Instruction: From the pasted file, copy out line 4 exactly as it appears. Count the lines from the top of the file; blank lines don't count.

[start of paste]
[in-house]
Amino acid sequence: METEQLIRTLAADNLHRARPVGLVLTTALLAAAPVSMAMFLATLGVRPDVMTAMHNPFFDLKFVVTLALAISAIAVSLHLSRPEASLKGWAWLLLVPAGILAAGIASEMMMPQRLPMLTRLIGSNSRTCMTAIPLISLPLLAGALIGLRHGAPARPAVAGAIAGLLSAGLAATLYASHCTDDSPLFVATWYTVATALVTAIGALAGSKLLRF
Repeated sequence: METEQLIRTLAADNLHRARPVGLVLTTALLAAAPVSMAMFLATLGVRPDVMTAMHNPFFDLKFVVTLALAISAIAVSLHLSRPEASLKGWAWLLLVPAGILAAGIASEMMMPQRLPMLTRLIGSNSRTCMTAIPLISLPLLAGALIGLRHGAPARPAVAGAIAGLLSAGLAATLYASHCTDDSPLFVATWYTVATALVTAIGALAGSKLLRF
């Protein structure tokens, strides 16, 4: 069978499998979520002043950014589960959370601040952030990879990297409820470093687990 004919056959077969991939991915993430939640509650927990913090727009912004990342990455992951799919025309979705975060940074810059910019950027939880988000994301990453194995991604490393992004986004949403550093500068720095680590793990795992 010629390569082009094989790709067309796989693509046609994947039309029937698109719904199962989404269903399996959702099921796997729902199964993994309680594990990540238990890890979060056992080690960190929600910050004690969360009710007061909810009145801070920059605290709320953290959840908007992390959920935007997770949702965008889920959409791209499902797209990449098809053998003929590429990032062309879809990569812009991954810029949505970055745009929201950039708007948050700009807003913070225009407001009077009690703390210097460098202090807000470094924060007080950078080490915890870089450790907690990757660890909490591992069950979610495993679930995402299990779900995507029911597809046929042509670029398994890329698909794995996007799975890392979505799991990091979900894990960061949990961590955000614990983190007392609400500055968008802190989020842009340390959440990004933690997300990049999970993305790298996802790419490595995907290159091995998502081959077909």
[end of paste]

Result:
């Protein structure tokens, strides 16, 4: 069978499998979520002043950014589960959370601040952030990879990297409820470093687990 004919056959077969991939991915993430939640509650927990913090727009912004990342990455992951799919025309979705975060940074810059910019950027939880988000994301990453194995991604490393992004986004949403550093500068720095680590793990795992 010629390569082009094989790709067309796989693509046609994947039309029937698109719904199962989404269903399996959702099921796997729902199964993994309680594990990540238990890890979060056992080690960190929600910050004690969360009710007061909810009145801070920059605290709320953290959840908007992390959920935007997770949702965008889920959409791209499902797209990449098809053998003929590429990032062309879809990569812009991954810029949505970055745009929201950039708007948050700009807003913070225009407001009077009690703390210097460098202090807000470094924060007080950078080490915890870089450790907690990757660890909490591992069950979610495993679930995402299990779900995507029911597809046929042509670029398994890329698909794995996007799975890392979505799991990091979900894990960061949990961590955000614990983190007392609400500055968008802190989020842009340390959440990004933690997300990049999970993305790298996802790419490595995907290159091995998502081959077909």